Education Group: Automation Means Workers Need New Skills | Jackson Free Press | Jackson, MS

Education Group: Automation Means Workers Need New Skills

As advancements in automation continue to expand, particularly in the wake of the pandemic, many industries may need less human workers. Photo by Possessed Photography on Unsplashed

As advancements in automation continue to expand, particularly in the wake of the pandemic, many industries may need less human workers. Photo by Possessed Photography on Unsplashed

JACKSON, Miss. (AP)—Automation could displace thousands of workers in Mississippi and other parts of the South unless they learn new skills, according to a report from the Southern Regional Education Board.

Thousands of jobs were already on track to be automated by 2030. The coronavirus pandemic has forced companies to speed up automation development, said Stephen Pruitt, the board president.

The board estimates that 589,000 workers in Mississippi could be at risk of replacement by 2025.

“I’ve been saying these changes were already on the horizon, but now they’re the next exit off the highway,” Pruitt said a statement to the Clarion Ledger.

Amazon announced on Nov. 12 that its fulfillment facility being built in Canton will bring 1,000 new jobs to central Mississippi, but will also be the first to feature its advanced robotics systems. Employees will work with those robots to pick, pack and ship items.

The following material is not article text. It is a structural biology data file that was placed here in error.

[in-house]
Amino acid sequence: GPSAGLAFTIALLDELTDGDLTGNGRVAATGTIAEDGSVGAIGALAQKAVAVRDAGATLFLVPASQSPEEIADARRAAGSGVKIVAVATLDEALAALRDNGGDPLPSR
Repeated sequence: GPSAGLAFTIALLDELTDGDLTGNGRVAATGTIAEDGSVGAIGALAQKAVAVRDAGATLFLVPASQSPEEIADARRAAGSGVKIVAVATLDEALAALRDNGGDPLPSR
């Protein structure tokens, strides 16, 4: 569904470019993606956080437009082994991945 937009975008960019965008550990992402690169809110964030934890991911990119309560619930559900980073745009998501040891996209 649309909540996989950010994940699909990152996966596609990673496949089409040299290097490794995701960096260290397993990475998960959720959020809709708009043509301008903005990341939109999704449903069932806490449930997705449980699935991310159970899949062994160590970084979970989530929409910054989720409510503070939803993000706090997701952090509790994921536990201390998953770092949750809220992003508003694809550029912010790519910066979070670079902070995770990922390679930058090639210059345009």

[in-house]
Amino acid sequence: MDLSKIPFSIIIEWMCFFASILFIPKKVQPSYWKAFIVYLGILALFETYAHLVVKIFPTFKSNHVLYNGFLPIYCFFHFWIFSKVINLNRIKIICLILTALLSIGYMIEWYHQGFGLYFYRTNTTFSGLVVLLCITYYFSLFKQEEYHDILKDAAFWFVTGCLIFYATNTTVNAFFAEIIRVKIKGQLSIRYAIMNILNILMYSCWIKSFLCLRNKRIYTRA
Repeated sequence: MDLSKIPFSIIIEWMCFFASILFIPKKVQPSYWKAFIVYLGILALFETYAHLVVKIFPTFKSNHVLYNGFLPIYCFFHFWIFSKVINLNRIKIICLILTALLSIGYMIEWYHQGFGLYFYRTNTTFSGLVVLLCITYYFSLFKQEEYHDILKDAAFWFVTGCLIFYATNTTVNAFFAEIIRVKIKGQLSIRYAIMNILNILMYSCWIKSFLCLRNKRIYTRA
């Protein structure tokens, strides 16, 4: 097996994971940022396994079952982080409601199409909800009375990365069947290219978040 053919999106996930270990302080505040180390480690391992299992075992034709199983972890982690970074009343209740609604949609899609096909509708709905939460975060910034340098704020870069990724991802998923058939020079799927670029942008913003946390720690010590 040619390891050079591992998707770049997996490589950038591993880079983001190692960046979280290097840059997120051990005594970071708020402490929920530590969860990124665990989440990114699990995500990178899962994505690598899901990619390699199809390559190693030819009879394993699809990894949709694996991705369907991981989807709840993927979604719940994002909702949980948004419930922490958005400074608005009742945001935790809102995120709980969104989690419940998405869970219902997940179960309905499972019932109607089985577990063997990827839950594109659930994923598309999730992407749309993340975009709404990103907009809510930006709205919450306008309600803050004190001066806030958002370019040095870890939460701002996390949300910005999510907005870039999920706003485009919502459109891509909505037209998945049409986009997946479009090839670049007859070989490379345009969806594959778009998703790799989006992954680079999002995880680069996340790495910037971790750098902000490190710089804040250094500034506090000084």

"We’re experiencing the fourth Industrial Revolution,” Pruitt said. “Computers and robots work with us rather than for us.”

Pruitt said people in the South aren’t prepared for the changes and many aren’t aware they’re going to happen. Workers in traditionally low-paying jobs, such as food service and retail, are among the most at-risk because some companies are already moving toward more automation, he said.

Pruitt said schools and colleges need to expand learning opportunities.

“Education can’t focus only on math and reading, but also science, critical thinking skills and how those skills translate into careers,” he said.

In August, Republican Gov. Tate Reeves announced the creation of the ReSkill Mississippi initiative, funded by a federal coronavirus relief package. The program pairs workers left unemployed by the pandemic with employers willing to teach them the skills to fill open positions.

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